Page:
The announcement of a few new fields in oil and gas in Scottish waters this year causes a bilious mixture of gratitude and grief in the thinking Nat. If we are to reduce our carbon output appropriately, as a contribution to the now-desperate global effort to keep hundreds of billions of tonnes of the stuff out of the atmosphere, we must regard these finds as interesting, but irrelevant. If price fluctuation eventually makes them viable enough to be extracted, then they’ll be dangerous too.

But another cry goes up – in essence, a huge “that’s no’ fair!” We’ve had five decades of the decoupling of hydrocarbon bounty from Scottish self-determination. And now that the latter’s close to being grasped, some phalanx of green-tinged scientists tell us the black gold must stay under the seabed?

Meantime, just across the North Sea, Norway hums away serenely on its nest-egg investments from the era of peak oil exploitation. Grrr.

All of this is hard to take. I’d be lying if it didn’t say I feel the pain. My earliest indy dreams, as a wee 1970s boy, involved scenes of an oil-fuelled, technotopian Scotland, full of smiling inventors and shimmering structures, all laid out beneath my Thunderbirds-printed blanket. (And yes, those dreams were pretty Norwegian-looking.)

It should still be possible – with enough national power and strategic intent – to turn the skills and techniques of the oil and gas sector into the kind of engineering needed to help prevent planetary catastrophe. In his epic history of North Sea oil, Fool’s Gold, Christopher Harvie said the engineering feats of our hydrocarbon exploration were “equivalent to that of the Moon landing and the Apollo missions”.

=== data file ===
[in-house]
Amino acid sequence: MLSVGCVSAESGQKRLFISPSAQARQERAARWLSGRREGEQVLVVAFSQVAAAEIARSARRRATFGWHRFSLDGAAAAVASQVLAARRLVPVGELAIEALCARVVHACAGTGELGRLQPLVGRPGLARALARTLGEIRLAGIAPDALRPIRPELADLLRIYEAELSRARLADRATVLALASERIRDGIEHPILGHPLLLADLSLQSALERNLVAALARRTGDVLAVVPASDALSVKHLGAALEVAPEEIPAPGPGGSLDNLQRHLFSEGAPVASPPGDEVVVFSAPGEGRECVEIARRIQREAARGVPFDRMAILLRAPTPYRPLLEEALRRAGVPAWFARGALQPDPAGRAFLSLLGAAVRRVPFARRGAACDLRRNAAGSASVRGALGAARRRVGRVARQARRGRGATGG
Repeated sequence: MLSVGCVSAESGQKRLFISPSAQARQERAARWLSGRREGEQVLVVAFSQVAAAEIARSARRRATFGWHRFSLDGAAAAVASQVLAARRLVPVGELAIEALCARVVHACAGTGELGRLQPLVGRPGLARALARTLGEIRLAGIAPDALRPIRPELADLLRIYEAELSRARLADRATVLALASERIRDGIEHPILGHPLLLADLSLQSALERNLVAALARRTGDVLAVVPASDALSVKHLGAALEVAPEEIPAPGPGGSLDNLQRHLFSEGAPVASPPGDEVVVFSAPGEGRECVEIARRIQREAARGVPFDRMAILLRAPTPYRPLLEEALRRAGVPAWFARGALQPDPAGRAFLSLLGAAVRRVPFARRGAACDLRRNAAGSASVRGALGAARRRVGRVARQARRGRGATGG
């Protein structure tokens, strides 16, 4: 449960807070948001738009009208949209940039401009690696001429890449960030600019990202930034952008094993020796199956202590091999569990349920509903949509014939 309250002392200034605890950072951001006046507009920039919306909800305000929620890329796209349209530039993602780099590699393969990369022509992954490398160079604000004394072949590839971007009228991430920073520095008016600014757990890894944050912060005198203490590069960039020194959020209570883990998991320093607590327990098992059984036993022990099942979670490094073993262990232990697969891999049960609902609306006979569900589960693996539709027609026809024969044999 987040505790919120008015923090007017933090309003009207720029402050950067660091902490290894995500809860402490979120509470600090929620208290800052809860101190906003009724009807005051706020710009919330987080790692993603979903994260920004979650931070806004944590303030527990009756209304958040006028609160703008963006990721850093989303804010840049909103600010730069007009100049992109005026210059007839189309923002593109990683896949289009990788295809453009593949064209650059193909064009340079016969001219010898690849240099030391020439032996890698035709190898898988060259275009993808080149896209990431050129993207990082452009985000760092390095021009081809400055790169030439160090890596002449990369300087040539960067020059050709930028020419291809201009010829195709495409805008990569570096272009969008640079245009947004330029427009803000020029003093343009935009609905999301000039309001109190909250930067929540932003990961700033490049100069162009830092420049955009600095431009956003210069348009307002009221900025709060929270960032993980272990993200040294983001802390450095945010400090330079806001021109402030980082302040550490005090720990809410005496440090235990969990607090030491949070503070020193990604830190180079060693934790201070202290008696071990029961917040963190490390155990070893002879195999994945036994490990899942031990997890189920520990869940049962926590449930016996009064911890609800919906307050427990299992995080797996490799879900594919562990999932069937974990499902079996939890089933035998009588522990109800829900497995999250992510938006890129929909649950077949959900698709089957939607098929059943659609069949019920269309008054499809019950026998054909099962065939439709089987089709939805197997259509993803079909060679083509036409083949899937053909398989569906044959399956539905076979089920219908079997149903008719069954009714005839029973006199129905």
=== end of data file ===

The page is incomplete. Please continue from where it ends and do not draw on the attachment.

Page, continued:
It would be a mighty (and globally moral) act to relentlessly pursue the conversion of such earth-moving powers to sustainable production. Something to be proud of. An enlightened response to our nation’s role, unwittingly (like everyone else) during the high modern era, in taking the planet to the edge of habitability.

Maybe that pride could extend to an indy programme that kept new hydrocarbons under the sea. And then turned its face to the kind of society we also need to move towards to make the climate numbers work fully.

Probably the best legacy of the Sustainable Growth Commission – and maybe a somewhat inadvertent one – is that it’s helped us get used to calculating prospects for indy without including revenues from oil and gas.

Unionist pundits gleefully point to the permanently straitened budgets that result from this, on current macro-economic calculations. The usual retort is that taking full control of the country, and doing new things, will change the very nature of those calculations.

But there are perhaps more “new things” to do than might be imagined in the carpeted corridors of Edinburgh’s New Town. Which is, usually, a high-talent, high-tech dash for growth. That’s understood. But how might we imagine a Scotland that both produced brilliant solutions to mitigate a burning planet, but also became much less consumerist at home?

Even in terms of those fiendish deficits, one could imagine how this works. Healthier, more self-regarding, more communally self-reliant Scots might reduce those health, social and welfare bills – themselves already swelled by the bodily costs of compensatory consumerism.

What would we do with ourselves instead? Read, blether, play, care, get fitter, become more enterprising, tend to our lands and commons, exercise our daily citizenship (both national and global), think of things to find out from a satellite launched at our spaceport …

Come on now. Is it so hard to imagine a sustainable Scottish culture and society – gracefully conscious of its impact on the planet, but nevertheless seeking (in Neil Gunn’s words) “the atom of delight” in everything?

We’re in for a week of eco-apocalypse – and we probably deserve it. But Scots have all the resources – natural, infrastructural, social and cultural – to face the wall of fire with a creative resilience, and a deep adaptability. Time to seize the full national powers which could maximise that response.